Second, Amazon has previously been involved in the e-commerce drug business only to have it backfire. In 1999, Amazon acquired a 40% stake in, which sold about 60,000 products at its peak, including pharmaceutical products. In fact, Jeff Bezos served on's board. But clearly, that wasn't enough to turn into a profitable entity, with Walgreens Boots Alliance, which had purchased a few years prior, shutting it down in 2016. This indirect failure demonstrates how difficult it'll be to alter the age-old view that prescription drugs are to be picked up in a brick-and-mortar pharmacy.

Finally -- and I believe this is the big issue that isn't being discussed -- the pharmaceutical industry is dominated by monopolies and near-monopolies. Drug regulations, such as lengthy patent protection periods, allow drugmakers to charge a veritable arm and leg for their medications, and the dynamics of drug pricing aren't going to change anytime soon. There are also often only a small handful of therapies to treat certain ailments, which puts pricing power in the hands of drugmakers, not pharmacy-benefit managers or pharmacy operators. In other words, Amazon probably isn't going to be able to undercut the competition on price as it does in retail and other industries not dominated by monopolies and near-monopolies. And let's face it, a competitive price is why consumers use Amazon in the first place!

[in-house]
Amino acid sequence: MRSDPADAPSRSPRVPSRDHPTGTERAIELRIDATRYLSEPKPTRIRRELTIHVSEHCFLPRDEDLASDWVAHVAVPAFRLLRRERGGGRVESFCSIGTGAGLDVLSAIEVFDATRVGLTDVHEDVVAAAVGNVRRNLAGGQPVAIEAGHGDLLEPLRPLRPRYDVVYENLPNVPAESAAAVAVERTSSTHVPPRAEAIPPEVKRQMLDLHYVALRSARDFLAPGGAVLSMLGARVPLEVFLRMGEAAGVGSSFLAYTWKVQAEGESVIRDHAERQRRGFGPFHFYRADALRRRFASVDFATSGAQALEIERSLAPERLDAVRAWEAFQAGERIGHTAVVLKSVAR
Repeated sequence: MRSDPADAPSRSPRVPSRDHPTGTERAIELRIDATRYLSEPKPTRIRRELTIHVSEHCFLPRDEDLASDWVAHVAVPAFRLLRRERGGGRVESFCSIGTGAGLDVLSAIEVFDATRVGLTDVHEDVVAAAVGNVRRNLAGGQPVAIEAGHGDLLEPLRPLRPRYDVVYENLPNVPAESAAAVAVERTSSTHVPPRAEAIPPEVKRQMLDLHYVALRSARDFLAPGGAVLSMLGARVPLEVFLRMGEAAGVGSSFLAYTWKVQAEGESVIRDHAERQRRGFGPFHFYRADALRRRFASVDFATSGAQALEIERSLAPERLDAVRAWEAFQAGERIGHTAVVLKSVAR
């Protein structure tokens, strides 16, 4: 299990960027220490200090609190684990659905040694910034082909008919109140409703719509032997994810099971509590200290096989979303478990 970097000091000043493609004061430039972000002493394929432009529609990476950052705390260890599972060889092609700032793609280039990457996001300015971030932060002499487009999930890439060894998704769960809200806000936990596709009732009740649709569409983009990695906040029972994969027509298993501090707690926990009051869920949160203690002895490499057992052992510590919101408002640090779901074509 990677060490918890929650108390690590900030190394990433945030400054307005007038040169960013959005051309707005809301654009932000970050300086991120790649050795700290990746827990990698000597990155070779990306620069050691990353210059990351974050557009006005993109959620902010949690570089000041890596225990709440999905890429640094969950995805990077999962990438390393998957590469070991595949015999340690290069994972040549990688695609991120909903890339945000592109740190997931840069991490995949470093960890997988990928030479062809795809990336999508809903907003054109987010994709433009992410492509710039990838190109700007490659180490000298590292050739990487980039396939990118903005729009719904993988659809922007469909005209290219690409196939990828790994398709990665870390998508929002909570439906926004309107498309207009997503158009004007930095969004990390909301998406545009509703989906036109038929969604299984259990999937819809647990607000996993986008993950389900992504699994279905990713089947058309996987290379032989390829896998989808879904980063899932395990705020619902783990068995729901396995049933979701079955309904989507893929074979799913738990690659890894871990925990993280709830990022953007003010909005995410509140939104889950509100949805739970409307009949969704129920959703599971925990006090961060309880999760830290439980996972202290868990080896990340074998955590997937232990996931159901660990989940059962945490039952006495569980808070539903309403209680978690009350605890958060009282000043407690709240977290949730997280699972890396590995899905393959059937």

A pharmacist handing out a prescription.

Image source: Getty Images.

One more thing

One last issue: we don't know for sure whether Amazon is considering entering the pharmacy retail space or the pharmacy-benefit management (PBM) space, and there's a pretty sizable difference between the two.

If Amazon were to go the route of becoming a retail pharmacy, it may have some luck in attracting cash-based consumers who are uninsured. A lot of its success will depend on whether the current Republican health bill is passed and pushes millions of currently insured people back out of the healthcare system because of affordability. This is a smaller market opportunity than if it were to go the PBM route, but it would certainly give the company a better chance of success, albeit regulatory issues and previous e-commerce drug website failures are hurdles it would need to overcome.

If Amazon decided to go the PBM route, it would be a much larger revenue opportunity, but it would be competing against Express Scripts and CVS Health, which have significant PBM market share. Building rapport as a third-party between drugmakers, insurers, and everyone else isn't something that happens overnight. Amazon would likely struggle to carve out even 5% share in the PBM industry, in my opinion.

This Fool believes Amazon should stick with retail, content delivery, and the cloud, and leave the prescription drug business to the established players. 

This article represents the opinion of the writer, who may disagree with the “official” recommendation position of a Motley Fool premium advisory service. We’re motley! Questioning an investing thesis -- even one of our own -- helps us all think critically about investing and make decisions that help us become smarter, happier, and richer.